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Whale of a guy

Jon Lien recognized for contributions

A retired Memorial University professor affectionately known as “the whale man” has received a national conservation award. Retired professor Dr. Jon Lien, founder of the Whale Research Group (WRG) of Memorial University, was recently one of three recipients of the Canadian Environment Awards in the Community Awards category.

Dr. Lien is well known as the professor who invented thinking outside the box, using the ocean as his classroom.

Glenn Blackwood, executive director of the Marine Institute, has known Dr. Lien as a co-worker, friend and neighbour since the early 1980s. He sums up Dr. Lien’s teaching and research style this way: “He would have been a poster boy for the Harris Centre and a nightmare for Risk Management all in one larger than life package.”

He also describes Dr. Lien as “one of the best known Memorial University researchers in the province, especially in rural Newfoundland.” “He was charismatic, courageous and encouraged students to do whatever they wanted. He was a kind of Viking in championing some big issues,” said Memorial professor Dr. Bill Montevecchi. He should know. He started teaching at MUN about 35 years ago, replacing Dr. Lien who went on sabbatical and then worked with him until Dr. Lien’s retirement in 1996.

Dr. Lien, who also just received the Order of Canada, is most famous for founding the WRG, an educational and conservation campaign, in 1978. In studying the vocalization first of sea birds and eventually whales, he was struck by the animosity fishermen felt towards whales. The giant mammals were constantly getting stuck in fishing nets, forcing fishermen to ruin their nets to free them. But Dr. Lien believed there was room in the ocean for both.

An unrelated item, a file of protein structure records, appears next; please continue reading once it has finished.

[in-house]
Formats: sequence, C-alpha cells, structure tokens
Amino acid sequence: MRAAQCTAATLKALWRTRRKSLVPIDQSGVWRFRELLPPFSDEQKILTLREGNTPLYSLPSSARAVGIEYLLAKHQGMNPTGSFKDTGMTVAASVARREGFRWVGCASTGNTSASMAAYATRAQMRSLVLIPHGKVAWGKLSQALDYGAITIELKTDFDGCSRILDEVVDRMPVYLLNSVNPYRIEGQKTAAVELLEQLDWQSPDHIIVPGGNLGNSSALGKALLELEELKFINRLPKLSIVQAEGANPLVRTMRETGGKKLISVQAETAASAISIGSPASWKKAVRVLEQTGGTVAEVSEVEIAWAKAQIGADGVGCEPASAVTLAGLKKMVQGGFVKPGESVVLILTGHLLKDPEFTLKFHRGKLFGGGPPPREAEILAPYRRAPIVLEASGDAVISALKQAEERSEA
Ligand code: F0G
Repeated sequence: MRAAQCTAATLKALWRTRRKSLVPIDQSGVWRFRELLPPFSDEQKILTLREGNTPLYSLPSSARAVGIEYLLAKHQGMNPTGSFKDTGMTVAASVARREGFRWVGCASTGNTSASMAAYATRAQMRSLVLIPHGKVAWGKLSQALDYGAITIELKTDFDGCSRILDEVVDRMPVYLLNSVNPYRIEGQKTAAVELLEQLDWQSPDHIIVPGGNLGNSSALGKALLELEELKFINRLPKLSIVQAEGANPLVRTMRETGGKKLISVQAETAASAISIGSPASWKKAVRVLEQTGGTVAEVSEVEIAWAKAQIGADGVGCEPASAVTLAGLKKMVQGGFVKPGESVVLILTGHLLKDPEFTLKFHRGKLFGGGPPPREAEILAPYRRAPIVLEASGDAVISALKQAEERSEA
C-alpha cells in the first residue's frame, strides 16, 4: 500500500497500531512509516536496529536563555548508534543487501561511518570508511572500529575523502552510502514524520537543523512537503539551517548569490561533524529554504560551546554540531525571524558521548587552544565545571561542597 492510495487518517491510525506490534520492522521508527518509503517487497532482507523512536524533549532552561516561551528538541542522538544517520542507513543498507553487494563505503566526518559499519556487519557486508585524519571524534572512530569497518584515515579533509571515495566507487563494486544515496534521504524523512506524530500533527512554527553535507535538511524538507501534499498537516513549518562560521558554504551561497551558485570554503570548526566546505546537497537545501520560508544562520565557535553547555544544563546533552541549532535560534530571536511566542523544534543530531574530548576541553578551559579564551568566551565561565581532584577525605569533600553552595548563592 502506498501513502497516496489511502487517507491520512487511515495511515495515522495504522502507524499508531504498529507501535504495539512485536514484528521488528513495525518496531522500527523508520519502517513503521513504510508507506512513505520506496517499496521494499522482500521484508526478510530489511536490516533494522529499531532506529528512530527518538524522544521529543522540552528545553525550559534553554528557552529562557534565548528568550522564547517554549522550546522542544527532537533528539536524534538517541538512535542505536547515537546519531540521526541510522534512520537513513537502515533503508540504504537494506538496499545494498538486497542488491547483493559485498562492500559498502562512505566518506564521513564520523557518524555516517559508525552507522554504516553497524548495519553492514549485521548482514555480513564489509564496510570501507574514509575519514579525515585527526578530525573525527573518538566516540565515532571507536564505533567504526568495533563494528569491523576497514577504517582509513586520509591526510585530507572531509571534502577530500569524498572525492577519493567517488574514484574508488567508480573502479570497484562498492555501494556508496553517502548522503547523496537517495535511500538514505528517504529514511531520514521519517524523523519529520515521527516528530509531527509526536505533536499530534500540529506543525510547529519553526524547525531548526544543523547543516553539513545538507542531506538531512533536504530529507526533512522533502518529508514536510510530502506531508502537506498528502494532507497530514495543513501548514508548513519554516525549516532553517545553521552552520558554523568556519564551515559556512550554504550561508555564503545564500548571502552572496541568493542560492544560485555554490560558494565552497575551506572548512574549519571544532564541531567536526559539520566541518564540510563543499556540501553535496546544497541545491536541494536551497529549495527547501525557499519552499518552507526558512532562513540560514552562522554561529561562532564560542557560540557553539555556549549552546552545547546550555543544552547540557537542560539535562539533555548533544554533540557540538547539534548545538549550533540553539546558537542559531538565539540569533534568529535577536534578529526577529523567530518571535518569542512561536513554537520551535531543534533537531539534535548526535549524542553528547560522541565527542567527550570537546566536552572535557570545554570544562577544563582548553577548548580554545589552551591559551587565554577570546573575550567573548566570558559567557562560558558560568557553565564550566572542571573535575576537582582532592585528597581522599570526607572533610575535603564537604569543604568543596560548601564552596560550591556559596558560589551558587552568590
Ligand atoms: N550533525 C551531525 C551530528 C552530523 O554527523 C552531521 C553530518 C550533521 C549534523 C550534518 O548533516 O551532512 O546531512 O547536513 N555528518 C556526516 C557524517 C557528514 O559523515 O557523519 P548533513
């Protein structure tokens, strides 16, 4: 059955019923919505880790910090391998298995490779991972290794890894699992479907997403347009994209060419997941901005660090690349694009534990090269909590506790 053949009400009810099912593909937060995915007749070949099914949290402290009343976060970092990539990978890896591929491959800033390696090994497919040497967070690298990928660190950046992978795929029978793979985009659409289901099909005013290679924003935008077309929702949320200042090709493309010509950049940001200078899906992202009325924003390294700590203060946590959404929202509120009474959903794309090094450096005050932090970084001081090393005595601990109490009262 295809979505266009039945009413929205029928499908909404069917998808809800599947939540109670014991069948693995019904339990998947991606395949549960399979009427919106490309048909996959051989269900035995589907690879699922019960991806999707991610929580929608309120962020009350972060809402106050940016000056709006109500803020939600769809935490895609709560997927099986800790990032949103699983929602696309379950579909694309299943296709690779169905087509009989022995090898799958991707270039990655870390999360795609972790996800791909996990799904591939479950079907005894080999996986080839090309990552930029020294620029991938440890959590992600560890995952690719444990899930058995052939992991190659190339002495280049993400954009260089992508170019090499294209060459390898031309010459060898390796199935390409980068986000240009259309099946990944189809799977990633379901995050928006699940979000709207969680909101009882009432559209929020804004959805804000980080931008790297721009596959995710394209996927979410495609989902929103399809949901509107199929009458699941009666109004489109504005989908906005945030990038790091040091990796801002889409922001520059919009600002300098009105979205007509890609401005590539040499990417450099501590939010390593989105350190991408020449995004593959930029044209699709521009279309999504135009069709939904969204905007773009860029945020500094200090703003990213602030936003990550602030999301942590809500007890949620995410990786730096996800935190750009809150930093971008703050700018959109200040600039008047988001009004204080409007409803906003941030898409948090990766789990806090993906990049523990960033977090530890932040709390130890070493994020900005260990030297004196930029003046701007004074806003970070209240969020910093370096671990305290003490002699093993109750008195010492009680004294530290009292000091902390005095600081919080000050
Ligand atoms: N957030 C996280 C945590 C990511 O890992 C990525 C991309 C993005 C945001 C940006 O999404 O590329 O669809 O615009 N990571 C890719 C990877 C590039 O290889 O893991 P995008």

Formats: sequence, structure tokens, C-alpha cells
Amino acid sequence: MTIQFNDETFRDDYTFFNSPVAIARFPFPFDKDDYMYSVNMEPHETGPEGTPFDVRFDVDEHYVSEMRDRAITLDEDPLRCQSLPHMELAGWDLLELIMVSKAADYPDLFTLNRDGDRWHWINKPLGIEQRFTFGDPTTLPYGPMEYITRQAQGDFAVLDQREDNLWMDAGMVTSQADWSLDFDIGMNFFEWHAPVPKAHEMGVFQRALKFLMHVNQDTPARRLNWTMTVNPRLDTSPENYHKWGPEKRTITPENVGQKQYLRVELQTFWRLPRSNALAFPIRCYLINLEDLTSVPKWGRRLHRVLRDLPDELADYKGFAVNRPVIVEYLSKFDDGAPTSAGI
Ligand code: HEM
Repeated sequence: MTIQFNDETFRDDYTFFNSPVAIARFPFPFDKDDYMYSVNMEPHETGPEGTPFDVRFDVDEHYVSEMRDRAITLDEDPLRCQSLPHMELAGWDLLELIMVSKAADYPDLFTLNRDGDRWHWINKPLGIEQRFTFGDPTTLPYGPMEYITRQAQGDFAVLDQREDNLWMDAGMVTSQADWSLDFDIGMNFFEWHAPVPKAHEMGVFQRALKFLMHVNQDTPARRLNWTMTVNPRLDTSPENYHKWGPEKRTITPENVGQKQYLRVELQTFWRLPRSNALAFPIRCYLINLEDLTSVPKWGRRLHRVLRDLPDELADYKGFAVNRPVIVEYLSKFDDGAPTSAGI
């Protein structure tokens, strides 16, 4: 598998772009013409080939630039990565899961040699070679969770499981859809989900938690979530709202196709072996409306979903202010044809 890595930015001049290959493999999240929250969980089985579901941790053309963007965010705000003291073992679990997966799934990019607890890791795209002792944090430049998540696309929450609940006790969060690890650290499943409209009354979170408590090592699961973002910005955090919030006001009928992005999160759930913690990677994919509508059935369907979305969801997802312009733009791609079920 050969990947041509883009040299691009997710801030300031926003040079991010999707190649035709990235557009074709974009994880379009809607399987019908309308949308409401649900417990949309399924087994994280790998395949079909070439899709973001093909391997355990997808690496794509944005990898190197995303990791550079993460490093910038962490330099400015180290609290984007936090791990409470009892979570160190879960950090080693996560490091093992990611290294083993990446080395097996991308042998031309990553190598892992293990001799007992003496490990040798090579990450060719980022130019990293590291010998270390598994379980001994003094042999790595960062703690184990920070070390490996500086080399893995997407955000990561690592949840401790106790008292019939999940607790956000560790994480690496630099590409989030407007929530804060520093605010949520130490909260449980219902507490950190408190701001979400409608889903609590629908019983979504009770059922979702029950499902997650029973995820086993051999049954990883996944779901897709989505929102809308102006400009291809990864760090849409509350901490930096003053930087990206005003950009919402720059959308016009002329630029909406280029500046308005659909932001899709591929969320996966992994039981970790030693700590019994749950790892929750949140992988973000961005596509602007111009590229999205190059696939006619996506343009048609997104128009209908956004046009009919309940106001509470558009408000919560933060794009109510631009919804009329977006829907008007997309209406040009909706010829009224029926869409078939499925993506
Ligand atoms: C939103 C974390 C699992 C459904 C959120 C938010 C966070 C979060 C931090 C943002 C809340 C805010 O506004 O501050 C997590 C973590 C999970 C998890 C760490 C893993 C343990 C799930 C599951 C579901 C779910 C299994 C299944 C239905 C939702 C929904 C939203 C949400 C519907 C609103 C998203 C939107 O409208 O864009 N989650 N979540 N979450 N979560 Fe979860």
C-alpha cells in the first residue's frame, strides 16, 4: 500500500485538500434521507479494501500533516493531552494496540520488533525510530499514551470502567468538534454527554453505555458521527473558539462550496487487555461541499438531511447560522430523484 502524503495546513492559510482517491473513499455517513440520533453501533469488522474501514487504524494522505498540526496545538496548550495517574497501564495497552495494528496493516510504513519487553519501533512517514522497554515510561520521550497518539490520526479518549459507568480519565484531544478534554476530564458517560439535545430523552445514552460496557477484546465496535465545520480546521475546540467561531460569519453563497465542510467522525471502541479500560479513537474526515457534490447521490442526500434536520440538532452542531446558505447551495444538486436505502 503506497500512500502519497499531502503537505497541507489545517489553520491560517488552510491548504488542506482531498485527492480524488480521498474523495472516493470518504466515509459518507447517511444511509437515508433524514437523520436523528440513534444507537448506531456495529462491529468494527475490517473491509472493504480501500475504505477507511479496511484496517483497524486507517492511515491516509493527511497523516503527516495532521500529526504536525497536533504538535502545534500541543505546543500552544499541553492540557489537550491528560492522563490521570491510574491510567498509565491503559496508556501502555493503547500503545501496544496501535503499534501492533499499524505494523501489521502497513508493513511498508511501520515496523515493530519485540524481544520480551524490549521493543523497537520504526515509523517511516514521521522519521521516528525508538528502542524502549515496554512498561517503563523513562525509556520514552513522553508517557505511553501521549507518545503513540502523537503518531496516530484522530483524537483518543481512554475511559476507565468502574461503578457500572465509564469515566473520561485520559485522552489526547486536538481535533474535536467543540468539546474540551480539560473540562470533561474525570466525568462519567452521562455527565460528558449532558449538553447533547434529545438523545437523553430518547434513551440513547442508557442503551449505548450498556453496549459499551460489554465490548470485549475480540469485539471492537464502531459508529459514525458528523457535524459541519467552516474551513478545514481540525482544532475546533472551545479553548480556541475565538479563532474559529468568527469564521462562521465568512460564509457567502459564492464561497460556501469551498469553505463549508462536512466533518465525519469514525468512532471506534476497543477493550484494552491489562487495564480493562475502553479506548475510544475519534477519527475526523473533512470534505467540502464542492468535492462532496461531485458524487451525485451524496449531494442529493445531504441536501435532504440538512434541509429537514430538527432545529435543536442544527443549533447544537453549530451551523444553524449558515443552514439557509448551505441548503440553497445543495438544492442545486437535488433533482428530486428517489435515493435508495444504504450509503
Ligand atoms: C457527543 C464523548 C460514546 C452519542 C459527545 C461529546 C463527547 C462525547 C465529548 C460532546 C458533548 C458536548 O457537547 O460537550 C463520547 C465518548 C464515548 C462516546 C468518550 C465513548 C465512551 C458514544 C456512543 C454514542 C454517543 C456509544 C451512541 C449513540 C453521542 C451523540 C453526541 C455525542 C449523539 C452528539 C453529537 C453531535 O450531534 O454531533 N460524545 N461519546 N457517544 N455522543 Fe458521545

“Jon engendered a wildlife ethic in fishermen,” said Dr. Montevecchi. “Every large scale research project at MUN has to have a social component and Jon was doing this 25-30 years ago.”

According to the Canadian Geographic web site, Dr. Lien’s goal was to satisfy the fishermen and the whales. He and his crew would paddle a Zodiac alongside the giant mammal, calm it, and then gradually release its head and fins, pushing it free of the net. “Persuading the fishermen to accept our help as environmentalists took a great deal of time,” he stated in an earlier interview. But he succeeded and rescued more than 1,000 whales from fishing nets over the past 30 years — primarily vulnerable humpbacks.

The Canadian Environment Awards program is a partnership between the Government of Canada and Canadian Geographic Enterprises. For more details visit